Denmark in top five when it comes to safest roads in EU

Stephen Gadd
April 12th, 2018

This article is more than 5 years old.

Danes are moving in the right direction when it comes to reducing the number of people killed on the roads

How much will the measures slow traffic? (photo: Lars Bo Wassini)

A new report from the European Commission puts Denmark high up the list when it comes to road safety in the EU.

The report looked at road deaths for 2017 throughout the EU, and when it comes to the fewest number of fatal road accidents, Sweden came top with 25 deaths per million inhabitants, followed by the UK, the Netherlands and Denmark – with 32 deaths per million inhabitants.

READ ALSO: Fewer killed on Danish roads in 2017

In Denmark’s case this was a 13 percent improvement on the previous year, where 37 deaths per million inhabitants were recorded.

Bottom of the list were Romania and Bulgaria, with over 80 deaths per million inhabitants.

Bearing positive fruit
Denmark’s increasingly better showing appears to be the fruits of initiatives that began in the early 1990s to improve road safety, which have been constantly re-evaluated and updated, reports News Øresund.

“The transport safety organisation Rådet for Sikker Trafik drew up an action plan in the ’90s to halve the number of deaths and injuries in traffic over 12 years, and it was updated with new goals in 2013,” said Jesper Sølund from the organisation.

Instead of halving the numbers, the 2013 update amended the previous wording to “… the number of deaths in 2020 should not exceed 120”.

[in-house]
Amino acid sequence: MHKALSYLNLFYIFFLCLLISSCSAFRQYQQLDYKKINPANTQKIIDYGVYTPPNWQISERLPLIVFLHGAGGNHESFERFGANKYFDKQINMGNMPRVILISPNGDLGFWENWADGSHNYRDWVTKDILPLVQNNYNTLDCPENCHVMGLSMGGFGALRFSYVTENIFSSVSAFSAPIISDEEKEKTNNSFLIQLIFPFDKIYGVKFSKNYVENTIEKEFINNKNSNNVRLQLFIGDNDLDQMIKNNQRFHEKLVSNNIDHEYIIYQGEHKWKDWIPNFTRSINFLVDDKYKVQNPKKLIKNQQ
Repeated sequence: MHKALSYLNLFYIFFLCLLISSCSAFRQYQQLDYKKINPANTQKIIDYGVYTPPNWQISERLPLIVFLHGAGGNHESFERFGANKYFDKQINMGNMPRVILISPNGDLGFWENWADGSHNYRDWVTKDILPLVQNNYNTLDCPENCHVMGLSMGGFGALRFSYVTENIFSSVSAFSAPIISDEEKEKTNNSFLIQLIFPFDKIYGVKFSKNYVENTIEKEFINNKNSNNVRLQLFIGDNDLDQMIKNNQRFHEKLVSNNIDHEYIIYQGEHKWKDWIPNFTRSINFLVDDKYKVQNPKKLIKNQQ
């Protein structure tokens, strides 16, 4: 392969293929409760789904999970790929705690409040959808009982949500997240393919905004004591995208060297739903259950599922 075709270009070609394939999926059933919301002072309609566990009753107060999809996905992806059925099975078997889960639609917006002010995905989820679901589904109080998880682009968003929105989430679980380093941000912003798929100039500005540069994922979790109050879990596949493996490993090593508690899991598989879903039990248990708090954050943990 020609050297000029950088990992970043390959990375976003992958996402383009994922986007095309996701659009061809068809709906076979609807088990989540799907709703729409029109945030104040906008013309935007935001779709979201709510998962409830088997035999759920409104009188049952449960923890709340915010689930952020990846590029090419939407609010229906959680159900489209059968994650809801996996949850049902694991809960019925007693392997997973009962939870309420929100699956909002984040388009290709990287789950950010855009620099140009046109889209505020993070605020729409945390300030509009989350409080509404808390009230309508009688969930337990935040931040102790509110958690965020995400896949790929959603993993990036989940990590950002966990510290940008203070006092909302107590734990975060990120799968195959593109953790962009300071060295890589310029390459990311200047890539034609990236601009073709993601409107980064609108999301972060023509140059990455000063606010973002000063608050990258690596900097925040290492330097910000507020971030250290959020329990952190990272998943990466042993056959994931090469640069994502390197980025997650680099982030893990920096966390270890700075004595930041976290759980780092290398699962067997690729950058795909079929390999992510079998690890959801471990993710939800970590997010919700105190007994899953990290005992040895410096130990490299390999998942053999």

Another element of the original action plan was that cars should have their rear lights placed higher up so that they would be more visible over a longer distance.

In addition, roundabouts have helped to reduce accidents at junctions, and building more stretches of motorway has channelled traffic away from narrower country roads where accidents often occurred.

A greater awareness of safety
Danes have become more road safety-conscious in general. Seatbelt wearing has gone up from around 80 percent in the 1990s to 96 percent today.

“Generally, we are driving more slowly and the number of drivers under the influence of alcohol has also gone down. That is partly a result of more targeted police checks on motorists, which have stressed that the rules of the road really matter,” added Sølund.

Sølund points out that the Nordic countries co-operate closely on ways of improving road safety. He also added that if Norway was included in the survey, it would probably come top of the list.


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